Mari Neuvonen gave an overview on the EU’s comprehensive approach on the IS. She said preventing the IS advancement is a top priority for the EU and the goal is to end the violence and to find a political solution to the Syrian conflict. She noted that the IS offers an opportunity for the EU to further develop its comprehensive approach consisting of different policies and instruments. The situation also tests the old division of EU competencies between the Council and the Commission. The EU has developed a foreign fighters strategy, the main focus being on counter-terrorism.
Teemu Sinkkonen focused on the domestic front of the fight against ISIS. He said the phenomenon of foreign fighters has been effectively securitised in the Western world and the threshold for making new laws is relatively low compared to other times. This reaction has been encouraged by a UN Security Council resolution on foreign fighters urging states to prevent foreign fighters travelling to Syria. Sinkkonen gave some examples of this policy- and law-making trend in Europe, ranging from Denmark’s more soft means with a focus on reintegration and de-radicalisation of returnees to harder methods such as taking away passports from potential foreign fighters in Germany and the use of preventive arrests and stripping returnees of dual-nationalities in the UK. All these measures are currently being discussed in Finland as well. As this process advances, Sinkkonen wanted to bring up the question of cohesion in the policies, reminding that the Syrian conflict is a different context from the foreign fighters phenomenon in the Western world. He reminded that internal security policies affect foreign policies as well as the individuals thinking of joining the conflict. He brought up the question of the rule of law with regards to the measures used to prevent individuals from leaving. Arresting or taking passports away from people planning to leave is problematic, as only few commit crimes before leaving. He also warned of populist temptations to find simple solutions with quick effects to complex problems.
Toni Alaranta spoke on the role of Turkey and the Kurds in the Syrian conflict. Since the beginning of the war Turkey has insisted getting rid of al-Assad regime and to that end offered assistance to the opposition groups. The IS has been able to penetrate Turkey and recruit from among the urban poor. Alaranta argued that for Turkey, ISIS is not an ultimate threat but in a way it has been perceived as an opportunity to get rid of the post-World War I state system in the Middle East. Turkey conceptualises the current turmoil in the Middle East as the matrix of a new, Turkey-centred regional order. Alaranta reminded that the Kurds have their own agenda. Kurds in Kobane are fighting for their lives but in the long term, they want to establish an autonomous area in the northern parts of Syria. In spite of some internal struggle among the Kurds, it is clear that the situation is perceived as an opportunity to build an independent Kurdistan finally. Alaranta also reminded that in the fight against the IS, Turkey has very different interests from the US and the other Western states, and this plays in the favour of the IS. These diverging goals should be kept in mind when thinking of ways to fight the ISIS.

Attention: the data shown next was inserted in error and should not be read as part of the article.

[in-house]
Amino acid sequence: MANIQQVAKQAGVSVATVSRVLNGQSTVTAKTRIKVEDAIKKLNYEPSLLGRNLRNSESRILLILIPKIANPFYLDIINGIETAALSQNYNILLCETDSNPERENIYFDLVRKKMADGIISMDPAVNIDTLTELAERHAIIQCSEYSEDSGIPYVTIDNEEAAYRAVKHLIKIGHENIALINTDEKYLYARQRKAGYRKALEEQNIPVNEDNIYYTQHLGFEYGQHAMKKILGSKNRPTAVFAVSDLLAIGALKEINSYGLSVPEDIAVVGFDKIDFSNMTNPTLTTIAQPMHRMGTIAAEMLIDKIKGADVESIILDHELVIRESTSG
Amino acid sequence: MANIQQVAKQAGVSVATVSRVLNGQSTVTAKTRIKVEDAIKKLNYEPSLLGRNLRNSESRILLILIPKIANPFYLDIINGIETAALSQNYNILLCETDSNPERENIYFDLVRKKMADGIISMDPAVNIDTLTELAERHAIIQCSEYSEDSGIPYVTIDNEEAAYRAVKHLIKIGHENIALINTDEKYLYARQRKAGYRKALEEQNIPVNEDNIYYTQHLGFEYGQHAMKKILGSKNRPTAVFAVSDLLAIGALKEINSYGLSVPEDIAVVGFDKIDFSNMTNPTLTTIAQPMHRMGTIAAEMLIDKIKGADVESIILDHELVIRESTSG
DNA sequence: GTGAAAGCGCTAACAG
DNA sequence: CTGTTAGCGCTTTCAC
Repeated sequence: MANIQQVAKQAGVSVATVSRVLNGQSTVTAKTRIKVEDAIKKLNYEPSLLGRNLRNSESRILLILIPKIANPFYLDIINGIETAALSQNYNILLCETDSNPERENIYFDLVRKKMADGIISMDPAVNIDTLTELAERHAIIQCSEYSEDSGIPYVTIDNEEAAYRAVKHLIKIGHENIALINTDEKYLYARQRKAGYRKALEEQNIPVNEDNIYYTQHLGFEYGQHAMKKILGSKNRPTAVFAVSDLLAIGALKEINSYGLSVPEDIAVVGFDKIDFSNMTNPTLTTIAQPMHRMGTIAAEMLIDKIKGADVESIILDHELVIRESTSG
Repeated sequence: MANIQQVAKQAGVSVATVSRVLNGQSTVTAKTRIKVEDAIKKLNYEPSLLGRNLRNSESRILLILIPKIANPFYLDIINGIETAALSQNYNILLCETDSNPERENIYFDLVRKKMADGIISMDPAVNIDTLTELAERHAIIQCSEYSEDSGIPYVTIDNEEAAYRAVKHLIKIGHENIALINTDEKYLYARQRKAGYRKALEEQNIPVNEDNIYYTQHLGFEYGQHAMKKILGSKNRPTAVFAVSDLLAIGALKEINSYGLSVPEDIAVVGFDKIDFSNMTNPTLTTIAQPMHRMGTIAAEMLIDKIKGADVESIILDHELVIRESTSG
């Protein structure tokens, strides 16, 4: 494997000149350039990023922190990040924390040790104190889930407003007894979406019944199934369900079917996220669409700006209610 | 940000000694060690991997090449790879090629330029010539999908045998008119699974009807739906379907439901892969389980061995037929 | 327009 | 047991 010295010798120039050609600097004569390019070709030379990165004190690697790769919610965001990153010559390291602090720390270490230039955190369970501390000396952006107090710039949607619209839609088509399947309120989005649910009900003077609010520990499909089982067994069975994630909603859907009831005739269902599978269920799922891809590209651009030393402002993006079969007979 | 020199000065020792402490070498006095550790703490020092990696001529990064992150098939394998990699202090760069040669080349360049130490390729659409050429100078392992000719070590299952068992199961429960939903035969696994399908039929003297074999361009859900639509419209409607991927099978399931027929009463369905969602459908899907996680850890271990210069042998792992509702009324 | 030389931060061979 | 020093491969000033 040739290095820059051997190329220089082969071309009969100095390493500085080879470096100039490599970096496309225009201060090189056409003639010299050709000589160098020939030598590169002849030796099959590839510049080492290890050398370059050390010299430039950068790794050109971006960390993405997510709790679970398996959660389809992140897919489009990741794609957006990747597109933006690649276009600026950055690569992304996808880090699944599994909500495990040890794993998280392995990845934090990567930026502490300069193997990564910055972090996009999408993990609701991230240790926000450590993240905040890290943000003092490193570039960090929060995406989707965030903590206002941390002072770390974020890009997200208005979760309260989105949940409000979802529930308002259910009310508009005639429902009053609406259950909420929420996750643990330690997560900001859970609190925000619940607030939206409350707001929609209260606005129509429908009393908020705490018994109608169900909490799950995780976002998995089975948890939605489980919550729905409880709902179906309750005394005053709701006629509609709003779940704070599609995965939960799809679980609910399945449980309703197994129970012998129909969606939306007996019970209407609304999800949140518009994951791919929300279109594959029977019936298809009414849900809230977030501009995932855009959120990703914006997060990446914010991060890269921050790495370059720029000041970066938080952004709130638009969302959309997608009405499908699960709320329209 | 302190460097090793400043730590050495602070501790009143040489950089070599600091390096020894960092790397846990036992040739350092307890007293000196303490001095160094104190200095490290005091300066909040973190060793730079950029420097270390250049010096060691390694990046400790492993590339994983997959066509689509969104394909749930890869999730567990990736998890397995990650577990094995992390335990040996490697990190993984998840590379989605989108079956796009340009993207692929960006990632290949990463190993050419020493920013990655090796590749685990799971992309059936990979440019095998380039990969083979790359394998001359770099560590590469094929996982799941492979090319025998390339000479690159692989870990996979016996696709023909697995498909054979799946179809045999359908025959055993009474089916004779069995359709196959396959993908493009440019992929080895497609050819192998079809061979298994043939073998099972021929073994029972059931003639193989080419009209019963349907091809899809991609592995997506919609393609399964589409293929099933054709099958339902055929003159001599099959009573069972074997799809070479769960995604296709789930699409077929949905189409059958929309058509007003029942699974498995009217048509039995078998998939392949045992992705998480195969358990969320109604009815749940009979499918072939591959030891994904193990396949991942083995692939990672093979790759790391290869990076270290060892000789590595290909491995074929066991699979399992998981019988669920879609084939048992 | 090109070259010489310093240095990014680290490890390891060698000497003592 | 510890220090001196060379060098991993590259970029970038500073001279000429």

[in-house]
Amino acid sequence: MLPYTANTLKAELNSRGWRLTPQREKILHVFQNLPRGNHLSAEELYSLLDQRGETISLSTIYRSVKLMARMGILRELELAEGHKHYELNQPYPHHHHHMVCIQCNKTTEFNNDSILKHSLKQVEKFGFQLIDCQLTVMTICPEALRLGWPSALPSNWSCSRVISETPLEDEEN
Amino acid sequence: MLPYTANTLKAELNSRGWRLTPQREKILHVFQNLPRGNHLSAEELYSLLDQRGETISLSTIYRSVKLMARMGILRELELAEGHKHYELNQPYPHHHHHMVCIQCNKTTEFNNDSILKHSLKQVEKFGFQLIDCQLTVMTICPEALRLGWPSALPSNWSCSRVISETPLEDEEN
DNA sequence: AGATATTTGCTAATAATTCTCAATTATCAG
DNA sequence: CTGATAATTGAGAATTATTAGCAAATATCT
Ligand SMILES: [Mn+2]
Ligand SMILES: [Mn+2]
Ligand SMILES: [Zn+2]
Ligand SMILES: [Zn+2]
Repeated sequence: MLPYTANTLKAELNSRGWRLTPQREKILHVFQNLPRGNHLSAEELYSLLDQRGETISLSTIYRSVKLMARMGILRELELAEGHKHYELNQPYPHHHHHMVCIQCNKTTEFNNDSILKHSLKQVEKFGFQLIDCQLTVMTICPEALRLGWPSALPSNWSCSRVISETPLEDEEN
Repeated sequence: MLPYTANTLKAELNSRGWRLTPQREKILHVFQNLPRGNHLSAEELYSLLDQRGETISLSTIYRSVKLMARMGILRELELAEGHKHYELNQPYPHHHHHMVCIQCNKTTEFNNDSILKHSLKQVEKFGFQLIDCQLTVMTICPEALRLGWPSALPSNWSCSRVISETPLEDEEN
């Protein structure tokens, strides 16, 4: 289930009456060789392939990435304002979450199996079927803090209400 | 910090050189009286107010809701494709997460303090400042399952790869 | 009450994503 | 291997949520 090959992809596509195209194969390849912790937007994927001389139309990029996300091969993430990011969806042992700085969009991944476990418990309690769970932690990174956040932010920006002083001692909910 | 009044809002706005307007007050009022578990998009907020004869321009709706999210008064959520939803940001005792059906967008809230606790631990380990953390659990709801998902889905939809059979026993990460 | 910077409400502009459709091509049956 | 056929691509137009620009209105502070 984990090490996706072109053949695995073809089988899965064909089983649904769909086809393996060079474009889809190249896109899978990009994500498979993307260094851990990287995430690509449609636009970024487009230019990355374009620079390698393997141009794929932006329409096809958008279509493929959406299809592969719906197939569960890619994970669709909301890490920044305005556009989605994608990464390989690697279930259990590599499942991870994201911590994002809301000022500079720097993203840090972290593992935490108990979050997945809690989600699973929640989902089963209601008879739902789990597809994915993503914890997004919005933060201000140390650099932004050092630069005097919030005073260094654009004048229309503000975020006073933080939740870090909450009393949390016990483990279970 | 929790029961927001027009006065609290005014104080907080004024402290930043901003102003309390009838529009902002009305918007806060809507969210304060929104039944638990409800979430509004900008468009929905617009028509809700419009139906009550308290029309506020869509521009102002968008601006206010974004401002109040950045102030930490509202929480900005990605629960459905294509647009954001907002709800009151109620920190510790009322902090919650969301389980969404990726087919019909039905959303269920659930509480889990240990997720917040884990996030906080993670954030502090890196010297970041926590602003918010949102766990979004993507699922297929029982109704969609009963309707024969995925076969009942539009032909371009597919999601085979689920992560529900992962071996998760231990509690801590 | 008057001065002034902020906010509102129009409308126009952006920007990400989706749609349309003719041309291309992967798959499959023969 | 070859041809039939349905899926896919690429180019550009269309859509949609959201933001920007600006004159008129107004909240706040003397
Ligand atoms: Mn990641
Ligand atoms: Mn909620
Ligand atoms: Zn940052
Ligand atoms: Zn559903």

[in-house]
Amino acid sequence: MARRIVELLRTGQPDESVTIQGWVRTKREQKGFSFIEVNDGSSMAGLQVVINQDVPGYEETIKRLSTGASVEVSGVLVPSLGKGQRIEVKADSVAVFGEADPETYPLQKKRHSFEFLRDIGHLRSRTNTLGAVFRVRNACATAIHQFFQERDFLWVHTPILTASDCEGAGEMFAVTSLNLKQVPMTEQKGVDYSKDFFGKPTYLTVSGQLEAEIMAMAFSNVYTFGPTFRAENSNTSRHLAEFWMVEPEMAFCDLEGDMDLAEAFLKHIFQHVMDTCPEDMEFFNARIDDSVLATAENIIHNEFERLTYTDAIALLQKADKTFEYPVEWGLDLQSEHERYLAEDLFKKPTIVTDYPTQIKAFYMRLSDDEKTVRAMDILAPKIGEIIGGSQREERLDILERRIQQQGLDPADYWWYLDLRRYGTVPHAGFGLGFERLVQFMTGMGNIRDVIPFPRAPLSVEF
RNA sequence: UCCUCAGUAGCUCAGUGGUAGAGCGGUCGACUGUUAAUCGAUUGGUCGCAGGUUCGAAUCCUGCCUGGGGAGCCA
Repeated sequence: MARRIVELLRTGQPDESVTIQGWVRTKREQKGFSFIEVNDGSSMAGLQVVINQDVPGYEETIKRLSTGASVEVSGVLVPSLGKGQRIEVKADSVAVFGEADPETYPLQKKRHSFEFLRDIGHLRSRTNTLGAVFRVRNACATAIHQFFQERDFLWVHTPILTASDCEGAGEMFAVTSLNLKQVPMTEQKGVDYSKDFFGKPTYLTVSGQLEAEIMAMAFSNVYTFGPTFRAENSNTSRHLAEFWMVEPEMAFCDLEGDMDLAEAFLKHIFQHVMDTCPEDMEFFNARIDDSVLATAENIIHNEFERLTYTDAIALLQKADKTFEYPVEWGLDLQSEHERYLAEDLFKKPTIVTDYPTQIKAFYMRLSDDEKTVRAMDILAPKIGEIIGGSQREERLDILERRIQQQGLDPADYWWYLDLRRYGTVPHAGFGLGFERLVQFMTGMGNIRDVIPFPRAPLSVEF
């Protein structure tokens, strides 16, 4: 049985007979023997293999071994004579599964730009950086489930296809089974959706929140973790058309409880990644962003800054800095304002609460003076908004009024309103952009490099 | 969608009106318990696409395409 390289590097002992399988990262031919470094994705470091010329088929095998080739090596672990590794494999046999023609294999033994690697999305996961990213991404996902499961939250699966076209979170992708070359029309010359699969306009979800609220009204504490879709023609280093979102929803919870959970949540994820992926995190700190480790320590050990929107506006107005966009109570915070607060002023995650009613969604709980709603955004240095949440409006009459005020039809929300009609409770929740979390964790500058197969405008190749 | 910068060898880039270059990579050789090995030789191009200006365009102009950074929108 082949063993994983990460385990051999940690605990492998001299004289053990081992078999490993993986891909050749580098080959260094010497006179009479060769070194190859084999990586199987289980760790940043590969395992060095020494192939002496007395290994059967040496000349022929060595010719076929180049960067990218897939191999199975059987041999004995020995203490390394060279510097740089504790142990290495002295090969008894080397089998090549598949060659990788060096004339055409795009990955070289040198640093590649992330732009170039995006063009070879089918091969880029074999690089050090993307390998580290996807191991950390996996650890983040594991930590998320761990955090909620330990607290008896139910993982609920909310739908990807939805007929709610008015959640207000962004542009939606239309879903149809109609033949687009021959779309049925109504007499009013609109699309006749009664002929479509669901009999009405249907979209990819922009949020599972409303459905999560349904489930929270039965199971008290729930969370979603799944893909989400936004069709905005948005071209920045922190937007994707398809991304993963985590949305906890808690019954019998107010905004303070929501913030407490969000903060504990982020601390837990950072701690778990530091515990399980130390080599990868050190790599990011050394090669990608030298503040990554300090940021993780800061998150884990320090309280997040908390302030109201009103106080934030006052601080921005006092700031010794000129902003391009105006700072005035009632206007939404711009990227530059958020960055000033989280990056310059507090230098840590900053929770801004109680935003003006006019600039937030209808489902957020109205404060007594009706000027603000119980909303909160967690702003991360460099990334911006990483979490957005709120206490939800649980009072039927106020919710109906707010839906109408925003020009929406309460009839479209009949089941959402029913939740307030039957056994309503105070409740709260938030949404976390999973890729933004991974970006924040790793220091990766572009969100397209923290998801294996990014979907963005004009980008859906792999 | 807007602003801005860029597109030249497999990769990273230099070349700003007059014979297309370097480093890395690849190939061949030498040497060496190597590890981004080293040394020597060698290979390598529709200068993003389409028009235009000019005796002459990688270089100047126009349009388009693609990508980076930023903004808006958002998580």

Charly Salonius-Pasternak brought the US angle to the discussion. He began by talking about the symbolic value of Kobane for both ISIS and the US. Even if the US cannot control whether Kobane falls, if it would fall, it will be used against it. It is also fundamental to the US that Baghdad not be allowed to fall. Salonius-Pasternak emphasised that the US was a necessary but not sufficient component in the fight against the IS, and President Obama would never have undertaken this operation in Syria or Iraq alone and therefore a big coalition was needed.
The floor was the opened for comments and questions, and several issues related to the IS and the foreign fighters were discussed. With regards to preventing individuals from leaving to join the IS ranks, Neumann considered it important to pass on the reality from the battle grounds to oppose the ISIS propaganda. He pointed out that the reality is that the majority of foreign fighters dying in the conflict have been killed by other Sunni groups. He also finds it important that communities give more support to parents to discuss these issues with their children. Also mosques are not up to date in the eyes of the youth and they need to engage their youth more to prevent radicalisation.